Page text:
• David Cogan in Hiroshima - 1949


    Most ophthalmologists know of David Cogan, MD — past director of the Howe Laboratory at Harvard, ex-chairman of Harvard’s ophthalmology department and former chief editor of the Archives of Ophthalmology.

    He’s known as the eponymic principal of Cogan’s Syndrome, Cogan’s Myasthenic Lid Twitch, the Cogan-Reese Iris Nevus Syndrome, Cogan’s Oculomotor Apraxia, Cogan’s Calcific Scleral Patch, and Cogan’s Microcystic Corneal Dystrophy. Additionally, many ophthalmologists know David Cogan as the leader of a medical group that traveled to Japan in 1949, charged with elucidation of eye abnormalities in people exposed to the atomic bomb.

    Dr. David Cogan photographing eye of unknown atomic bomb survivor. 

    However, new and interesting material has been uncovered regarding Dr. Cogan’s Japan trip. David’s diary on the journey, contained in documents and photographs, were recently donated to the Massachusetts Eye and Ear Infirmary Howe Library by his daughter, Priscilla Cogan. This collection provides detailed insight into the clinical hurdles Cogan faced as well as his reflections on Japan and its peoples at a very unique time in history. I am honored to be the first person outside of Cogan’s family and the archivists, to view this material and the story offered below is derived from those records. All of the following quotations are from Dr. Cogan’s personal journal.

    Dr. Cogan traveled to Japan in 1949 at the invitation of the Atomic Bomb Casualty Commission, a subgroup of the Atomic Energy Commission. His group was tasked to determine the effects of atomic radiation on cataract development in atomic blast survivors (called Hibakusha). Dr. Cogan had experience in radiation induced cataracts through his previous investigations of lens changes in cyclotron workers and was a logical choice.

    Dr. Cogan's "Ophthalmology Team". Dr. David Cogan (left rear) and Dr. Samuel Kimura (right rear) with 3 of the clinic interpreters. 

    The group arrived in Tokyo on Sept. 5, 1949, then traveled overnight by military train to Kyoto and then Hiroshima. “It was frightfully hot and none of us slept well. Our compartment included two GIs, and one of them went berserk, jumping out of his berth claiming he was in a barber shop. I spent the rest of the night reading.”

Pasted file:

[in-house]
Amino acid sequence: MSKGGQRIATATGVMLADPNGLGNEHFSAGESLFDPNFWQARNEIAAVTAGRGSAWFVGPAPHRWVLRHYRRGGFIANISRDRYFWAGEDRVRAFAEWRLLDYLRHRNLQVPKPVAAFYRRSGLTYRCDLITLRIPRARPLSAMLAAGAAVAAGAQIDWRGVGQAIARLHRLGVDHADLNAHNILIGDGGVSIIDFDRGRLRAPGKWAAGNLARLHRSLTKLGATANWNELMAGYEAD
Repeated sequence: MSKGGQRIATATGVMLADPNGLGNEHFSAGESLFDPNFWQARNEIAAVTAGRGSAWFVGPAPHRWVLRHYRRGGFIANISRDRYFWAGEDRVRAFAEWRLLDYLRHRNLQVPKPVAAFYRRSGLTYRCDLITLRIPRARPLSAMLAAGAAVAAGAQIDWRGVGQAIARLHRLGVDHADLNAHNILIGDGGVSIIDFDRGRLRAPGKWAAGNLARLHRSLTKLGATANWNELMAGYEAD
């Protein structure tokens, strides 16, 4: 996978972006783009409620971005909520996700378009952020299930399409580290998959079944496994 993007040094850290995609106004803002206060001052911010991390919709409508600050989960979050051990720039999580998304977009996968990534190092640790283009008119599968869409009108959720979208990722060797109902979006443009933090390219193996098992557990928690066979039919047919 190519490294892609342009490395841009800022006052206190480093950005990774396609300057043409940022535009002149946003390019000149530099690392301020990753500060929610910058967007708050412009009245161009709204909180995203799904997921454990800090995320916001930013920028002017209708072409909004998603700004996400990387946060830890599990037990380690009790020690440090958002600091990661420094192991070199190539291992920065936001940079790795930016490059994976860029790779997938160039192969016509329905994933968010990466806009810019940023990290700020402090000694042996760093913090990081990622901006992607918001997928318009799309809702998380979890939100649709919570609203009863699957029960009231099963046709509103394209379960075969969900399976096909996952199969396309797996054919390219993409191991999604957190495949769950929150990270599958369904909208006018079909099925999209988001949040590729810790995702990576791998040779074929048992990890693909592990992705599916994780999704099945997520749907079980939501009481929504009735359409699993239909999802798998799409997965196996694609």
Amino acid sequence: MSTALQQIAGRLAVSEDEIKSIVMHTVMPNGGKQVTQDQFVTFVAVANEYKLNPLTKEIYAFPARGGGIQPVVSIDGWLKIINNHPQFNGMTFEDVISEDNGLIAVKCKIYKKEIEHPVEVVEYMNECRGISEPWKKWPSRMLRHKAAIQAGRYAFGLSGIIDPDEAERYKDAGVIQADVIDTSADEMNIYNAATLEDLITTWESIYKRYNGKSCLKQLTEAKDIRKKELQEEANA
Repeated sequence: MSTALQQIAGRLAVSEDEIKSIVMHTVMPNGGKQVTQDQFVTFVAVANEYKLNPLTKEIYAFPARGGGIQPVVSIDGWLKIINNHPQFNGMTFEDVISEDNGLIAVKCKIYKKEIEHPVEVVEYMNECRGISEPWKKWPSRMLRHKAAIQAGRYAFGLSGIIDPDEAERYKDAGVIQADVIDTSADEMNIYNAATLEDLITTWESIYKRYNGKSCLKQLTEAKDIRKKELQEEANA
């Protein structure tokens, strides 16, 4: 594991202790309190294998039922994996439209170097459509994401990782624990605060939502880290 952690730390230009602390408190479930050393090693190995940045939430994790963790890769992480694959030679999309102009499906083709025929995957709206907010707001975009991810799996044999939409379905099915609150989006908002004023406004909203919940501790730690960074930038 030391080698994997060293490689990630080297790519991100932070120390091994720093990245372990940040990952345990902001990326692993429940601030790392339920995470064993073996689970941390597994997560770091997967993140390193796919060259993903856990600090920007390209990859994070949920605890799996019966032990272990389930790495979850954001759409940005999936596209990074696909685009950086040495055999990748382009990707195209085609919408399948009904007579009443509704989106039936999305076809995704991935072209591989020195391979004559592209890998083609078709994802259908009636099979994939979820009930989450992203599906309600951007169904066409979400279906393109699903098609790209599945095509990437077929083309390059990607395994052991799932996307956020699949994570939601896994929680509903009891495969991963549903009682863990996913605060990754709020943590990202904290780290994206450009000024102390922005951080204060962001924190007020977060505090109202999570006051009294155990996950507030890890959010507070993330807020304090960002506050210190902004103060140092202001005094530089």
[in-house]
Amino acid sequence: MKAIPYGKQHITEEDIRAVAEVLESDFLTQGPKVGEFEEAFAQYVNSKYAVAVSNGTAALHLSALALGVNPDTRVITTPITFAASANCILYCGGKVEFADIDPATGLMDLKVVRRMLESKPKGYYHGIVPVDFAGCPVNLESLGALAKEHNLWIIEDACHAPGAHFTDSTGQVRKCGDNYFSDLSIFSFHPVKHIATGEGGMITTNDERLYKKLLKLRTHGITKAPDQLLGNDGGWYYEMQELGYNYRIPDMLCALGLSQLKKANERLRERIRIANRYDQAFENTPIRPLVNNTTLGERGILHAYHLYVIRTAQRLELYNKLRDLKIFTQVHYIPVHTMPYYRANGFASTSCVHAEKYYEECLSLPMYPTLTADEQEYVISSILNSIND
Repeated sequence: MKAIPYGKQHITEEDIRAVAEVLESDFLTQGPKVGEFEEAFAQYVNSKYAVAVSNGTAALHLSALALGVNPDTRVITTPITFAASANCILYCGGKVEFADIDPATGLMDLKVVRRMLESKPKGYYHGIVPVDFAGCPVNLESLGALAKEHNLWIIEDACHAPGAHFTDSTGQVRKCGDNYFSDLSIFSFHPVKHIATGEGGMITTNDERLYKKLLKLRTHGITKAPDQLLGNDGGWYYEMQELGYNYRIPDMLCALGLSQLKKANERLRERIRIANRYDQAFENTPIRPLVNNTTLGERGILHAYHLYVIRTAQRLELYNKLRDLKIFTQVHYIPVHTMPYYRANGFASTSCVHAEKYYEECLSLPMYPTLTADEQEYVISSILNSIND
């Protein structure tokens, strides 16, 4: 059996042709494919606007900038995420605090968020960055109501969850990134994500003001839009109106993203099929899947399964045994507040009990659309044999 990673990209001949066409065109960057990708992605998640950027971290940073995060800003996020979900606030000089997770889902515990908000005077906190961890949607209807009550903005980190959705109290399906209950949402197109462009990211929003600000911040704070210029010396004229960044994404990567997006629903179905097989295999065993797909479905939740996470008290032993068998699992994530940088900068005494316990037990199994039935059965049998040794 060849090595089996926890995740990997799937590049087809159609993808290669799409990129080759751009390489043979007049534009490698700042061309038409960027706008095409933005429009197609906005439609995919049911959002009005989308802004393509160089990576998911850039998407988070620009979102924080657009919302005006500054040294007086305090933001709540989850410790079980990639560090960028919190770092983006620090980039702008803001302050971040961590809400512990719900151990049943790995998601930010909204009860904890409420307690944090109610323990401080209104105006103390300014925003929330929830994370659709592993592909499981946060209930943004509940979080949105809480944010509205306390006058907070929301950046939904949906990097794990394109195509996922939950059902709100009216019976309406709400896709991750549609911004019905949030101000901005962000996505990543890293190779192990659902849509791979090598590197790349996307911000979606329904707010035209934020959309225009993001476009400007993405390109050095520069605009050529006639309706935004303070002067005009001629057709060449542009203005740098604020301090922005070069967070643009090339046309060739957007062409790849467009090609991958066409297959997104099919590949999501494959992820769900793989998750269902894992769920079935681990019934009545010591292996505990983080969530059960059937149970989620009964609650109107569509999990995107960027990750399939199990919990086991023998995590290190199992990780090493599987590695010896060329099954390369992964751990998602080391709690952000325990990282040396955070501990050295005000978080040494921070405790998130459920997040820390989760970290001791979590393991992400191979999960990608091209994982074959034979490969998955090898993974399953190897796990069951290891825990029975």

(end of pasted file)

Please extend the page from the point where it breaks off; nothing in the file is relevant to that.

Dr. Cogan arrived in Hiroshima on Sept. 7, 1949. On viewing the destructed landscape, fractionally rebuilt, he said, “I felt I had been transported to another world.” He went right to work.

    “It so happened that the afternoon of our arrival at Hiroshima, a research council meeting was taking place, the subject of which was us and our plan of attack,” he wrote.

    Ophthalmology group in an examining room at ABCC eye clinic. Standing (left), Dr. Samuel Kimura, (right), Dr. David Cogan. At slit lamp, unknown patient and Dr. S. Forrest Martin. 

    It immediately became clear to Dr. Cogan that there was a difference of opinion as to study approach. In order to get a random sample, the council’s epidemiologists planned to study only those survivors who lived at defined distances from the blast hypocenter — designated as the atomic commission’s survey population. This would mean only two to three people per day would be available for examination, with unclear exposure history.

    Dr. Cogan’s plan was to examine as many people as possible regardless of their residence location, thereby increasing the chance of finding pathology. “Discussions are to be pursued further tomorrow, but I am going to hold firm,” he said. “We’re making general nuisances of ourselves and may get somewhere yet.” Dr. Cogan’s plan was adopted.

    At the time of Dr. Cogan’s visit, Hiroshima had already been partially reconstructed. “There is surprisingly little evidence of the A-bomb damage,” he wrote. Yet there was still graphic evidence of the effects of the bomb that had exploded 1,500 meters above Hiroshima on Aug. 6, 1945, four years previously. “About 1,000 meters from the hypocenter is a graveyard and a flying stone is embedded into the top of a tombstone, evidently projected by the A-bomb blast,” he noted. “On a gas tank about 2,000 meters from the hypocenter is what may look like a shadow in my pictures, but it is believed to have been the area protected by a human figure” outlined by infrared radiation.

    The space to be utilized as an eye clinic was in the auditorium area of what had been the Japanese army headquarters building, one of the few buildings to survive the bomb. The atomic commission’s headquarters “is located not less than 1,500 meters from the hypocenter and was within the fire-razed area, yet none of it gives the least evidence of destruction.” It was adjacent to the harbor and marked the embarkation point for soldiers and sailors going to war. It was here they would swear their allegiance, and their lives, to the emperor, who on assumption of the throne had named himself the “Showa” emperor, meaning “radiant peace.” Dr. Cogan commented, “It is somewhat ironic that peace would come to this land only through the use of radiant energy.”